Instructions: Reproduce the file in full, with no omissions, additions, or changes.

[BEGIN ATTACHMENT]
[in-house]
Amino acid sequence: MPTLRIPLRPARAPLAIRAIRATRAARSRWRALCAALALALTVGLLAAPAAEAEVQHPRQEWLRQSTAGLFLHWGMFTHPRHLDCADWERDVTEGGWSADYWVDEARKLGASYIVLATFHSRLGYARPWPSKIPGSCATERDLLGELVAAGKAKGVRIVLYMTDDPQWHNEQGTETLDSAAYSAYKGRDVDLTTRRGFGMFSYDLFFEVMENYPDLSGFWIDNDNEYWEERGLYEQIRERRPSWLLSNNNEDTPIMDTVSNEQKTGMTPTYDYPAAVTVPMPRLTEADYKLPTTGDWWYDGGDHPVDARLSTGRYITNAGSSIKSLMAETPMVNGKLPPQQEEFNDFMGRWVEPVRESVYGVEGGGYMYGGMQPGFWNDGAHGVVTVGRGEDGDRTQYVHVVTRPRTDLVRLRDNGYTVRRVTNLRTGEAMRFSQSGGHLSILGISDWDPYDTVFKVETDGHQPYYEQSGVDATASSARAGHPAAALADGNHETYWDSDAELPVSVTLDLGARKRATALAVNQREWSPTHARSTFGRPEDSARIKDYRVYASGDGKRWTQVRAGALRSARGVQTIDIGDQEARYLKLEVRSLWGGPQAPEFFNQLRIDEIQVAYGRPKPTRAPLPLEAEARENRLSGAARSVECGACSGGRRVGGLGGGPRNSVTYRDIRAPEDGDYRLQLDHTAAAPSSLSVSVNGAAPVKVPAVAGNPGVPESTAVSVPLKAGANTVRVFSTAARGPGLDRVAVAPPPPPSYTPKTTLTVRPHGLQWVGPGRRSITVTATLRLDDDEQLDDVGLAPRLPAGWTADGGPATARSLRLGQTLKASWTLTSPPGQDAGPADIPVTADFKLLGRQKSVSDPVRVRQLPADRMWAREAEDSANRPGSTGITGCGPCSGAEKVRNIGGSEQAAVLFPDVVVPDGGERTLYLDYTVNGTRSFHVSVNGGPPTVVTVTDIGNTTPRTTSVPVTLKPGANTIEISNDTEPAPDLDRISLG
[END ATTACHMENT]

[in-house]
Amino acid sequence: MPTLRIPLRPARAPLAIRAIRATRAARSRWRALCAALALALTVGLLAAPAAEAEVQHPRQEWLRQSTAGLFLHWGMFTHPRHLDCADWERDVTEGGWSADYWVDEARKLGASYIVLATFHSRLGYARPWPSKIPGSCATERDLLGELVAAGKAKGVRIVLYMTDDPQWHNEQGTETLDSAAYSAYKGRDVDLTTRRGFGMFSYDLFFEVMENYPDLSGFWIDNDNEYWEERGLYEQIRERRPSWLLSNNNEDTPIMDTVSNEQKTGMTPTYDYPAAVTVPMPRLTEADYKLPTTGDWWYDGGDHPVDARLSTGRYITNAGSSIKSLMAETPMVNGKLPPQQEEFNDFMGRWVEPVRESVYGVEGGGYMYGGMQPGFWNDGAHGVVTVGRGEDGDRTQYVHVVTRPRTDLVRLRDNGYTVRRVTNLRTGEAMRFSQSGGHLSILGISDWDPYDTVFKVETDGHQPYYEQSGVDATASSARAGHPAAALADGNHETYWDSDAELPVSVTLDLGARKRATALAVNQREWSPTHARSTFGRPEDSARIKDYRVYASGDGKRWTQVRAGALRSARGVQTIDIGDQEARYLKLEVRSLWGGPQAPEFFNQLRIDEIQVAYGRPKPTRAPLPLEAEARENRLSGAARSVECGACSGGRRVGGLGGGPRNSVTYRDIRAPEDGDYRLQLDHTAAAPSSLSVSVNGAAPVKVPAVAGNPGVPESTAVSVPLKAGANTVRVFSTAARGPGLDRVAVAPPPPPSYTPKTTLTVRPHGLQWVGPGRRSITVTATLRLDDDEQLDDVGLAPRLPAGWTADGGPATARSLRLGQTLKASWTLTSPPGQDAGPADIPVTADFKLLGRQKSVSDPVRVRQLPADRMWAREAEDSANRPGSTGITGCGPCSGAEKVRNIGGSEQAAVLFPDVVVPDGGERTLYLDYTVNGTRSFHVSVNGGPPTVVTVTDIGNTTPRTTSVPVTLKPGANTIEISNDTEPAPDLDRISLG